Not unlike its stablemates, the dashboard has two 12.3-inch screens, one catering to the infotainment needs through the latest MBUX interface whereas the other offers the driver every bit of information they’d need to know about their car on the move. The latter is only improved with the inclusion of a neat HUD feature, which, for the driver, essentially adds a small but legible readout on the windscreen for vital info.

With the visual senses satiated, it’s time for some aural satisfaction, and that comes courtesy of a 12-speaker system. Needless to mention, there’s Apple CarPlay and Android Auto integration, which works flawlessly. In terms of comfort, the front seats also have heating and ventilation functionalities, while the rear benefits from the acres of space the LWB model offers. Those who’d prefer it even for long highway journeys will definitely appreciate the model’s space and comfort.

On the Outside

The GLE 450 doesn’t take a backseat when it comes to leaving an impression, either. This of course has an added appeal for those who want to announce their arrival. A Mercedes-Benz is considered a symbol of prosperity and the GLE, quite fittingly, reaffirms that. Even if the path you’d taken to reach here was full of obstacles, the GLE, to a large extent, proves that you’d always arrive in style. Metaphorically, too.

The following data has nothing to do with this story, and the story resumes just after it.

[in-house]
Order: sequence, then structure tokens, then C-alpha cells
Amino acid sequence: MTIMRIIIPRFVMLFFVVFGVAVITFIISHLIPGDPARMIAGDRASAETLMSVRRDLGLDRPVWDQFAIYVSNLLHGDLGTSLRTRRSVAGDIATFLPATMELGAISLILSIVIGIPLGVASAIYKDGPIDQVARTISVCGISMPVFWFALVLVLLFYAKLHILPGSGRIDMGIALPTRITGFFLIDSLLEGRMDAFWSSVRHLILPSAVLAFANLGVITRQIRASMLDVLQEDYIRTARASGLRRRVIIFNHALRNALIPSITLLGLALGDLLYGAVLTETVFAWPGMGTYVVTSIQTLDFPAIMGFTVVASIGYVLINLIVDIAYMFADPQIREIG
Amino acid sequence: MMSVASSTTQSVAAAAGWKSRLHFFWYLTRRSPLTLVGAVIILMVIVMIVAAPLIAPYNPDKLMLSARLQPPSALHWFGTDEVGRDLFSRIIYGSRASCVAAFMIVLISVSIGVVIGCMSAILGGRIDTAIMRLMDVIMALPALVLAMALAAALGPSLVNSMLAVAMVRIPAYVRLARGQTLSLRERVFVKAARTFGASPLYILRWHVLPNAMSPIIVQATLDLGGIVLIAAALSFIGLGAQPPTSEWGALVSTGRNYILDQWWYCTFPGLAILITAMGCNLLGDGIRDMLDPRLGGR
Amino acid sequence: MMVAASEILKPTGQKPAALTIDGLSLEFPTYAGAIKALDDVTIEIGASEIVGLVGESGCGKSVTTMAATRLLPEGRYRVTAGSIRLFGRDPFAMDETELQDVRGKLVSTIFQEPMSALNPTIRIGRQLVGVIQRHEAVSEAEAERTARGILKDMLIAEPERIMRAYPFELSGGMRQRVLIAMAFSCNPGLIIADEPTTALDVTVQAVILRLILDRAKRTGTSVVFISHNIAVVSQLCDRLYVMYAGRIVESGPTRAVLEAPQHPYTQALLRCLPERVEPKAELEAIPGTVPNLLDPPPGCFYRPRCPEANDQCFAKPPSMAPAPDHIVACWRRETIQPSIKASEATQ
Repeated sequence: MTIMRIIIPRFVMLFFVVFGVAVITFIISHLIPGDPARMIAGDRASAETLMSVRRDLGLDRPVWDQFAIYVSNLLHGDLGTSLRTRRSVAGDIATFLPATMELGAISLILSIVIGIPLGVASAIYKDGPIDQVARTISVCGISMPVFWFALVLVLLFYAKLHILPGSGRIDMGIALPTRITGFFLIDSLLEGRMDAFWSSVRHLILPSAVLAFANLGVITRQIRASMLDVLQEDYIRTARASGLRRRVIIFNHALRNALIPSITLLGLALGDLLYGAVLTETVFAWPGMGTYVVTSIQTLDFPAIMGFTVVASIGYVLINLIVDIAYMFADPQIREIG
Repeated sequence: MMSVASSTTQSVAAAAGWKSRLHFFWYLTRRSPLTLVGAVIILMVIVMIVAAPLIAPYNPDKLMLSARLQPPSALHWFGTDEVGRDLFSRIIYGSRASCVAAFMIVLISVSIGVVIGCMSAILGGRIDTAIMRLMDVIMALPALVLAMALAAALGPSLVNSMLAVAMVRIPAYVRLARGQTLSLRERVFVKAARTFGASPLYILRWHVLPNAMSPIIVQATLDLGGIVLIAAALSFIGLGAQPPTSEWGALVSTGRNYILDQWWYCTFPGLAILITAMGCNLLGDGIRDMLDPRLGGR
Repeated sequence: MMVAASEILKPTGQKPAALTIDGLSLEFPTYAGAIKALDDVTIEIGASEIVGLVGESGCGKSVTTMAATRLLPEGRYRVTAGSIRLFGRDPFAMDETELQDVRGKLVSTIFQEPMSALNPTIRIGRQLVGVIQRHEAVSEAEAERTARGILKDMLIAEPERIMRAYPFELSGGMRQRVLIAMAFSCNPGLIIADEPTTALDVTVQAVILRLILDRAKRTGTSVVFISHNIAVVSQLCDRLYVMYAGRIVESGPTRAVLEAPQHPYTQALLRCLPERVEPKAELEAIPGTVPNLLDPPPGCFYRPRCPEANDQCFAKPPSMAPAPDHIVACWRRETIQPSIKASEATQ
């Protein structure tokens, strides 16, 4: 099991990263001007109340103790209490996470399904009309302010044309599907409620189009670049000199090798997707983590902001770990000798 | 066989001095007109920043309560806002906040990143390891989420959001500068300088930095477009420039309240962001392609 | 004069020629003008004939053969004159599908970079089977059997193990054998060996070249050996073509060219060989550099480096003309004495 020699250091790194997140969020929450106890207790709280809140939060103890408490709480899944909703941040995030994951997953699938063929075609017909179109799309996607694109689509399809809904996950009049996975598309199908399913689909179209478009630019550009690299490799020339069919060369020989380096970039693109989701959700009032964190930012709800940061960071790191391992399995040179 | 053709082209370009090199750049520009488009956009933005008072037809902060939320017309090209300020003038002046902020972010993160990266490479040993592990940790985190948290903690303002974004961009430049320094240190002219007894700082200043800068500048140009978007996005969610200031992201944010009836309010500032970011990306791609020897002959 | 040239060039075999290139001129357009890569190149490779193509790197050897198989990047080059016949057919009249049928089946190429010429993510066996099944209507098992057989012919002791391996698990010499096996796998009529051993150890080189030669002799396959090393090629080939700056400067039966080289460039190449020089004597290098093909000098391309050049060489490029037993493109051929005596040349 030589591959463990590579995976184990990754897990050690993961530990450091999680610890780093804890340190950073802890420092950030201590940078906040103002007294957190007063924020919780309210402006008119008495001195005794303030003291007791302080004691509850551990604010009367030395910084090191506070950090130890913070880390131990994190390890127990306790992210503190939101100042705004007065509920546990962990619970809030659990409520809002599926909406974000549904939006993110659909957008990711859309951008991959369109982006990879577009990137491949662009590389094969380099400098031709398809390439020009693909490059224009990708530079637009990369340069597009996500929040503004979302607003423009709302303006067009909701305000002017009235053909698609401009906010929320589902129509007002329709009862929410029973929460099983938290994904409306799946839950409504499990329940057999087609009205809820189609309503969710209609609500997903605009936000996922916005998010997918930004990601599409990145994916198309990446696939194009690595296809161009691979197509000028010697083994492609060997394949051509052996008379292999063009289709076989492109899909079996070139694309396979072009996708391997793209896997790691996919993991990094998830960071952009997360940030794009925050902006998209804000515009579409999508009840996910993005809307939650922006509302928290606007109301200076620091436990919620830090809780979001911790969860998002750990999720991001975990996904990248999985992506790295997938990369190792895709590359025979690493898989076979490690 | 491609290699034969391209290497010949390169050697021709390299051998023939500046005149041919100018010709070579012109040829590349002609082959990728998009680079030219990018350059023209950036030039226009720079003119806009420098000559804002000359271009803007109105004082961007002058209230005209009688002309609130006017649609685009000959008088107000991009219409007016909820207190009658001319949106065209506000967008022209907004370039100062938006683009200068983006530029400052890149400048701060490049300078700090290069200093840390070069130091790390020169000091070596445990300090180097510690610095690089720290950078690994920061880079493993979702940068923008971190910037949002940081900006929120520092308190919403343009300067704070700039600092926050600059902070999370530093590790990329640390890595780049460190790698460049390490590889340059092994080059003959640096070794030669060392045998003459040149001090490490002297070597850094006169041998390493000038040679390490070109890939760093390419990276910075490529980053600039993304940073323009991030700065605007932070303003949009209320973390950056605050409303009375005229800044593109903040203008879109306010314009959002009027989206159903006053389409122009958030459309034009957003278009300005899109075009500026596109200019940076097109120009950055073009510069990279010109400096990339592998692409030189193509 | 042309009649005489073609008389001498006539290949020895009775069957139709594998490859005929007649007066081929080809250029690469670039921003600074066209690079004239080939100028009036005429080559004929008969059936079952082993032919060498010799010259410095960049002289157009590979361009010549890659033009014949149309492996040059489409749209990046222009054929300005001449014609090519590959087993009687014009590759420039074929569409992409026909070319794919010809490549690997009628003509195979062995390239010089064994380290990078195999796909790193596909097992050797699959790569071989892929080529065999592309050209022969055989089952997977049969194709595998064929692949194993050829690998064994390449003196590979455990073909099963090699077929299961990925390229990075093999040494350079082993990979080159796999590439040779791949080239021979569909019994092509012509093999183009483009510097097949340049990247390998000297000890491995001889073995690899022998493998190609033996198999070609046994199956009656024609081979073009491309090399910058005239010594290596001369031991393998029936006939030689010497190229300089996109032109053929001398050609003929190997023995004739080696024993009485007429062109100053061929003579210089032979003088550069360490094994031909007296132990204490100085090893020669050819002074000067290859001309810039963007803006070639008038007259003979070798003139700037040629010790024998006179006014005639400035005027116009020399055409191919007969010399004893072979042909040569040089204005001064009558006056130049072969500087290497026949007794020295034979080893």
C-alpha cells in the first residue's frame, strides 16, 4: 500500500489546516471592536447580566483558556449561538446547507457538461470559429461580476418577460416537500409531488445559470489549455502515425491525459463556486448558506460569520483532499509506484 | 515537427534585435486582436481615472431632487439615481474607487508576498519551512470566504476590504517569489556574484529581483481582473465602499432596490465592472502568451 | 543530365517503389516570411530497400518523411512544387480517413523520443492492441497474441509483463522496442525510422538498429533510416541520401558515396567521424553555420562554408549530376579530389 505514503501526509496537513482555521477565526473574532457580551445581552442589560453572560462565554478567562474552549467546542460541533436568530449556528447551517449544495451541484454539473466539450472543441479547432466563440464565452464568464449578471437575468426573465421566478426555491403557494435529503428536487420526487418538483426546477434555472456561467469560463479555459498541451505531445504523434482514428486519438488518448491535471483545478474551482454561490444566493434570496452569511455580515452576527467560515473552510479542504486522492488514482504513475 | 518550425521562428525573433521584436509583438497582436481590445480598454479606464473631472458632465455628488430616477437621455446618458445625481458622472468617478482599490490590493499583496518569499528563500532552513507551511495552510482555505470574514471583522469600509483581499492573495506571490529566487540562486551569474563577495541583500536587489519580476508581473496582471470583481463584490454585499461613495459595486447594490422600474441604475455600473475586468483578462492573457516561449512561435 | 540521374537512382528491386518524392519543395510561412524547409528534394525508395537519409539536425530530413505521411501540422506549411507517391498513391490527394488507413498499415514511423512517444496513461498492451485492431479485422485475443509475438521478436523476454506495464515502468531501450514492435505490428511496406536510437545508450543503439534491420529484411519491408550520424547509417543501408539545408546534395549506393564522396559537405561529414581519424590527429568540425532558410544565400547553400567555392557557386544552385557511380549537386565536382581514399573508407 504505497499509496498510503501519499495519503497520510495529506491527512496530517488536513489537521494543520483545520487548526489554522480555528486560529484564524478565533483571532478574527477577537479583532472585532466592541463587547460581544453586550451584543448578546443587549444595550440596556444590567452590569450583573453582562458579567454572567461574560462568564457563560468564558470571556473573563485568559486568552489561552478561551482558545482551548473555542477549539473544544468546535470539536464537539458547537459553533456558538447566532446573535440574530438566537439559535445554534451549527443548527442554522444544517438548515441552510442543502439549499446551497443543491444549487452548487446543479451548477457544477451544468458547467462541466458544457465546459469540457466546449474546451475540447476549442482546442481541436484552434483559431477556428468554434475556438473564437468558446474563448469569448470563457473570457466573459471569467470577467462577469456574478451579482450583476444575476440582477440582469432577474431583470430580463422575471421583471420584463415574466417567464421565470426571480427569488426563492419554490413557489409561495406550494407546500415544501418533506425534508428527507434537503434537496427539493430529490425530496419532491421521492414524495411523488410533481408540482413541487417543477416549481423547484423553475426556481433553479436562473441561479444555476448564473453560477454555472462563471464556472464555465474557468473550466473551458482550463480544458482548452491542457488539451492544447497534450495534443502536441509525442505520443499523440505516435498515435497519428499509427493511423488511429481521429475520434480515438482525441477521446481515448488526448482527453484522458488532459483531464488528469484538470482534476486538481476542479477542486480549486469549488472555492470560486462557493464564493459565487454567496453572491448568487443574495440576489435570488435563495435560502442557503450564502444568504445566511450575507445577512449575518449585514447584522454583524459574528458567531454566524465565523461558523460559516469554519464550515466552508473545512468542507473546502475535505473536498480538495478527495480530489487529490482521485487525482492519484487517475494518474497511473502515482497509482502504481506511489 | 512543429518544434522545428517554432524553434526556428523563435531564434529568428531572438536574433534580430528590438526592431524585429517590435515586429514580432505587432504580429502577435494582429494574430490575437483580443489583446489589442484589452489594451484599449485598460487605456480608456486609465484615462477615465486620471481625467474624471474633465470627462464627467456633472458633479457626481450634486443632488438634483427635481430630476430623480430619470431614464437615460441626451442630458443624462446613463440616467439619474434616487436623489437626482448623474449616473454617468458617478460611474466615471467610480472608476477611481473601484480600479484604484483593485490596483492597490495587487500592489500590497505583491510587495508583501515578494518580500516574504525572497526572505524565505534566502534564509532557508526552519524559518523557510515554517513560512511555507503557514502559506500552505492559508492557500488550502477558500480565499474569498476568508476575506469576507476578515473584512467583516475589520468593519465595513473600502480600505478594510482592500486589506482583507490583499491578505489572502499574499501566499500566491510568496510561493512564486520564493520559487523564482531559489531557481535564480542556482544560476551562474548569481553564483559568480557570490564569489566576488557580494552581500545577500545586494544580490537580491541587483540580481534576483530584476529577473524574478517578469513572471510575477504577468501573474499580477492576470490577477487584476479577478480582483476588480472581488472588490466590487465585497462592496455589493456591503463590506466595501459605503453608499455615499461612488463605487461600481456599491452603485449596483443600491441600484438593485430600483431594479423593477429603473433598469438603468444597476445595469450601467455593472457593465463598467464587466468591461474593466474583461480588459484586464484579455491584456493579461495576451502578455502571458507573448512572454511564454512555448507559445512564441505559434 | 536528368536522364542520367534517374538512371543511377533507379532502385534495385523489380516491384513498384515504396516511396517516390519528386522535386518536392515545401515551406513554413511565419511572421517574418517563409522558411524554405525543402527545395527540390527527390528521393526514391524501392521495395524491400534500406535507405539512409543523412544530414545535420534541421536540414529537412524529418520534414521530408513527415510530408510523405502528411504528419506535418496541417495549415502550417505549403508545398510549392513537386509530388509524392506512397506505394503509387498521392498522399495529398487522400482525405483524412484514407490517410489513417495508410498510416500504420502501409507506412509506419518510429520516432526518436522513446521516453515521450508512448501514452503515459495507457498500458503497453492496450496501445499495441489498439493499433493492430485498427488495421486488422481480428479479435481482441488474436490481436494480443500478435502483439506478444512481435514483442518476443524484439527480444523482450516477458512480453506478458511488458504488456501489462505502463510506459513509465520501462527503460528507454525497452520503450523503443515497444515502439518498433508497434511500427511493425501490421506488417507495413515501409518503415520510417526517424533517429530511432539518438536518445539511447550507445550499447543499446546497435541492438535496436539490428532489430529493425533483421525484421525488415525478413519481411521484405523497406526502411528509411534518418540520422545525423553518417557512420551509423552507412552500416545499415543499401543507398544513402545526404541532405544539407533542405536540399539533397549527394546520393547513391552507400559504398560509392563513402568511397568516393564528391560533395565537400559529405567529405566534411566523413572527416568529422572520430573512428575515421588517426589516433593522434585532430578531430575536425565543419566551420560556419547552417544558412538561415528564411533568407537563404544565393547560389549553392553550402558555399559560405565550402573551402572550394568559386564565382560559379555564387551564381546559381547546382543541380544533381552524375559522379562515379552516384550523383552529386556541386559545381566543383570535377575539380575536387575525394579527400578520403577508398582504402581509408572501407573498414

The overall presence of the GLE is right up there with the best of the best, furthering which are the slight revisions made to the facelift model. The all-LED headlights look more modern than the preceding model’s dual-projector units. The taillights too are sharper than before. Other changes are the restyled grille, which adds a contemporary touch to the GLE. In profile, the GLE looks as strong as ever, with a mix of sportiness (the new alloys look rather good, especially for the AMG Line trims) and elegance (the chrome window line is a great example for that), and the new mirrors don’t look bad either.

If you need something that offers power, comfort, new-age tech and even great rear-seat comfort, the GLE 450 has you covered. Prices start at ₹1.1 crore, ex-showroom, and it competes with similarly positioned cars like the BMW X5 and the Audi Q7. It has constantly evolved from the M-Class that was launched more than 25 years ago, and despite the less-civilised body style, it definitely feels exactly like how a well-engineered Mercedes-Benz should.